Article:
The U.S. National Science Foundation (NSF) has recently announced 24 research and education projects with a total investment of $45.6 million. This funding, including support from the "CHIPS and Science Act of 2022," aims to advance new semiconductor technologies and manufacturing while also focusing on workforce development. These projects are a result of a public-private partnership between the NSF and four companies: Ericsson, IBM, Intel, and Samsung.

Technicians load 300mm front Opening Universal Pods (FOUP) onto a tool at SUNY Polytechnic Institute's semiconductor fabrication facility.

The overarching goal of this investment is to train the next generation of talent in the semiconductor industry, thus promoting economic growth from the middle out and bottom up. By supporting innovative and transdisciplinary research, these projects seek to drive breakthroughs in semiconductors and microelectronics while addressing the national need for a reliable and secure supply of cutting-edge semiconductor technologies, systems, and professionals.

In order to develop future semiconductors and microelectronics, a holistic and collaborative approach is required, involving experts from both academic and industrial sectors. This approach, called "co-design," considers various factors such as performance, manufacturability, recyclability, and environmental sustainability of materials, devices, and systems.

The NSF's FuSe program will play a crucial role in accelerating the development of the U.S.-based workforce and knowledge needed for innovative semiconductor and microelectronics. This initiative aligns directly with the goals of the "CHIPS and Science Act of 2022."

For Fiscal Year 2023, the FuSe program will support 24 research and education projects through 61 awards to 47 institutions. These projects cover three main research topics:

  1. Collaborative Research in Domain-Specific Computing: This topic includes projects such as bio-inspired sensorimotor control for robotic locomotion, co-designing edge architectures with hetero-integrated silicon-CMOS and electrochemical random-access memory, and enabling photonic computing engines through hetero-integration, among others.
  2. Advanced Function and High Performance by Heterogeneous Integration: Projects under this topic focus on co-designed systems for in-sensor processing with sustainable nanomaterials, collaborative optically disaggregated arrays of extreme-MIMO radio units, and deep learning and signal processing using silicon photonics and digital CMOS circuits, among others.
  3. New Materials for Energy Efficient, Enhanced-Performance, and Sustainable Semiconductor-Based Systems: This topic includes projects such as the development of GeSnO2 alloys for next-generation semiconductor devices, heterogeneous integration of III-Nitride and Boron Arsenide for enhanced thermal and electronic performance, and high-throughput discovery of phase change materials for co-designed electronic and optical computational devices, among others.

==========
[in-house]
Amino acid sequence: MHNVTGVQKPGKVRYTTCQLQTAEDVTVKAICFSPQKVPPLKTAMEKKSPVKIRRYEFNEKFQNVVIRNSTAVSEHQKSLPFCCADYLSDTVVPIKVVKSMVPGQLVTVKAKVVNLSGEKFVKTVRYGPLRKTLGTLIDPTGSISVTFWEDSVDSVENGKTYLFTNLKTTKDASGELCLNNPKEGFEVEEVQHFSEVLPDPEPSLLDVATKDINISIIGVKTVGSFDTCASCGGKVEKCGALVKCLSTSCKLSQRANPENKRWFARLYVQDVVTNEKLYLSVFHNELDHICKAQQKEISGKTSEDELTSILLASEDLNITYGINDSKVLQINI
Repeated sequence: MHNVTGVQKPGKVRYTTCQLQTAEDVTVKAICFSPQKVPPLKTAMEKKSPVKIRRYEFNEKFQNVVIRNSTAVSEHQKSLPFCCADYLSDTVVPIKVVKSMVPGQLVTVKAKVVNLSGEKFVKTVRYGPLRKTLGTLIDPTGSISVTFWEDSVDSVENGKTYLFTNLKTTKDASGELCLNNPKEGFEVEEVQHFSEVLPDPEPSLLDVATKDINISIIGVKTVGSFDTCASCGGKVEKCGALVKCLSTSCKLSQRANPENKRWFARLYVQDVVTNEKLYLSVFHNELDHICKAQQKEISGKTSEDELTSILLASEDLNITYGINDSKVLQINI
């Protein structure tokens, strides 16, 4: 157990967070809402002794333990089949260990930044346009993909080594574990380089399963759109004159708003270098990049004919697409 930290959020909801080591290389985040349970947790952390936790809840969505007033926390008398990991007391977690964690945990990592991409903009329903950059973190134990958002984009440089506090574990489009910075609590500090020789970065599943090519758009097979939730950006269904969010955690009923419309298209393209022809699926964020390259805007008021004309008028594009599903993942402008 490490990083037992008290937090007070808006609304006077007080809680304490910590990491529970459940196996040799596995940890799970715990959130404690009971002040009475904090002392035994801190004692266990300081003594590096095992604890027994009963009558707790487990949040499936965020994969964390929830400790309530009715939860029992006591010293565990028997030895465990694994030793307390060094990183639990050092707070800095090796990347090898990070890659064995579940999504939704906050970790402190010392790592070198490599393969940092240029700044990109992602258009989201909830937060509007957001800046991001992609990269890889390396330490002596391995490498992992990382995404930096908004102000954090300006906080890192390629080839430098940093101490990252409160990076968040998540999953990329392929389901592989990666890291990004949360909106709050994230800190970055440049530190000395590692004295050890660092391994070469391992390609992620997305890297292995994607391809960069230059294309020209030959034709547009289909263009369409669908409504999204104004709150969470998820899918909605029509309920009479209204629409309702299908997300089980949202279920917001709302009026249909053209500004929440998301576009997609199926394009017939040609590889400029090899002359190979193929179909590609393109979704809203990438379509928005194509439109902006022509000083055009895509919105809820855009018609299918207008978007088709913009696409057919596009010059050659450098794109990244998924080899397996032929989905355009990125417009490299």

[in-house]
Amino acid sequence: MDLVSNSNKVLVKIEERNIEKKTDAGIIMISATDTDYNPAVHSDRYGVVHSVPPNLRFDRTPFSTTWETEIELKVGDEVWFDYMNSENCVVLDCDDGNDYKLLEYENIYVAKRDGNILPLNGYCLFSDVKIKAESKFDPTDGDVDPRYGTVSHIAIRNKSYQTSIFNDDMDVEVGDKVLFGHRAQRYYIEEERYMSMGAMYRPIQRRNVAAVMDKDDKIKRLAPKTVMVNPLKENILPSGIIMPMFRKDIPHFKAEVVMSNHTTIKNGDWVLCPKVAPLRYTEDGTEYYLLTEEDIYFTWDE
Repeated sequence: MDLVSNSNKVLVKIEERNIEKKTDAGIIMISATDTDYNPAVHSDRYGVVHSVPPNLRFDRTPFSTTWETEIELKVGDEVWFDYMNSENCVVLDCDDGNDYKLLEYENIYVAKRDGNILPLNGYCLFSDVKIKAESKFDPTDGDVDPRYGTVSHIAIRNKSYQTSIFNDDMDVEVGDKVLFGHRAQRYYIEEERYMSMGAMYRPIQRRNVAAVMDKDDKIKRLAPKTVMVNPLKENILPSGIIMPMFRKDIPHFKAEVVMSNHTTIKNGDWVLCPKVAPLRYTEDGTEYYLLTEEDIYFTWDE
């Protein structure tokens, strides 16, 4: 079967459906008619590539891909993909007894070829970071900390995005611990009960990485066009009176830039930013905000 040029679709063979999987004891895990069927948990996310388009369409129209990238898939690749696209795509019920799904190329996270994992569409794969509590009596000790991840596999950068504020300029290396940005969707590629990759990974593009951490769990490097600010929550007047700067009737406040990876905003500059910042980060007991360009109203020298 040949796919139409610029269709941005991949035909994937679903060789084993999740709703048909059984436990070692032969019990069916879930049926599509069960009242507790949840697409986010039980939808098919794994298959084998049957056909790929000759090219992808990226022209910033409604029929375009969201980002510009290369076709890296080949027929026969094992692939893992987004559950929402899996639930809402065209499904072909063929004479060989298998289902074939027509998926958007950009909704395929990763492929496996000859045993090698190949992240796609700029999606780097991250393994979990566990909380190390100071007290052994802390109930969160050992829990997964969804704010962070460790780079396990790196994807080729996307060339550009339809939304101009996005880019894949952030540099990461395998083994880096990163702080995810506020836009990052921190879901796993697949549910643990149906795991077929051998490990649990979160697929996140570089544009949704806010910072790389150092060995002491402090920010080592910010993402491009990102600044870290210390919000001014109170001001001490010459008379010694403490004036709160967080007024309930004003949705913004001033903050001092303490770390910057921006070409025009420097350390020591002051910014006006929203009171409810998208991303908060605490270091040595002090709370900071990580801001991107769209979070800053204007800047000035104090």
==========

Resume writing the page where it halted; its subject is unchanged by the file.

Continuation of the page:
In addition to NSF's significant investment, Ericsson, IBM, Intel, and Samsung will provide annual contributions to support these projects. This public-private partnership aims to inform research needs, catalyze breakthroughs, accelerate technology translation into the market, and prepare the future semiconductor workforce through practical experiences. It also addresses the increasing demand for semiconductors in the U.S.

This partnership between the NSF and leading companies builds upon previous NSF investments in training and diversity within the semiconductor manufacturing workforce. The NSF has engaged in similar collaborations in the past, including partnerships with the Semiconductor Research Corporation, Intel Corporation, and Micron Technology Inc.

Notable Quotes:

  • IBM: IBM acknowledges the need for semiconductor innovation across various aspects, ranging from materials and devices to heterogeneous integration, advanced packaging, and compute architectures. IBM supports the FuSe program's investment, as it aims to empower the next generation of innovators in the semiconductor industry.
  • Intel: Intel recognizes the importance of creating a robust and diverse ecosystem of skilled semiconductor talent to ensure the success of the CHIPS and Science Act. They emphasize the significance of public-private partnerships that provide equitable access to hands-on learning opportunities. Intel highlights the positive impact of the NSF FuSe program on workforce development, including collaboration with minority-serving institutions and community colleges, which will significantly contribute to technician and undergraduate education.
  • Ericsson: Ericsson emphasizes the importance of semiconductor innovation for the development of next-generation communication systems. As a participant in the NSF's FuSe program, Ericsson is pleased to support 6G innovation and workforce development in collaboration with leading U.S. academia.
  • Samsung: Samsung acknowledges the significance of driving American innovation and creating job opportunities in the semiconductor industry. As a foreign company with a substantial manufacturing presence in the U.S., Samsung is committed to expanding manufacturing, research and development, and the skilled semiconductor workforce. Their collaboration with the NSF exemplifies this commitment and highlights the importance of addressing challenges and driving progress in innovation while cultivating the semiconductor talent pipeline.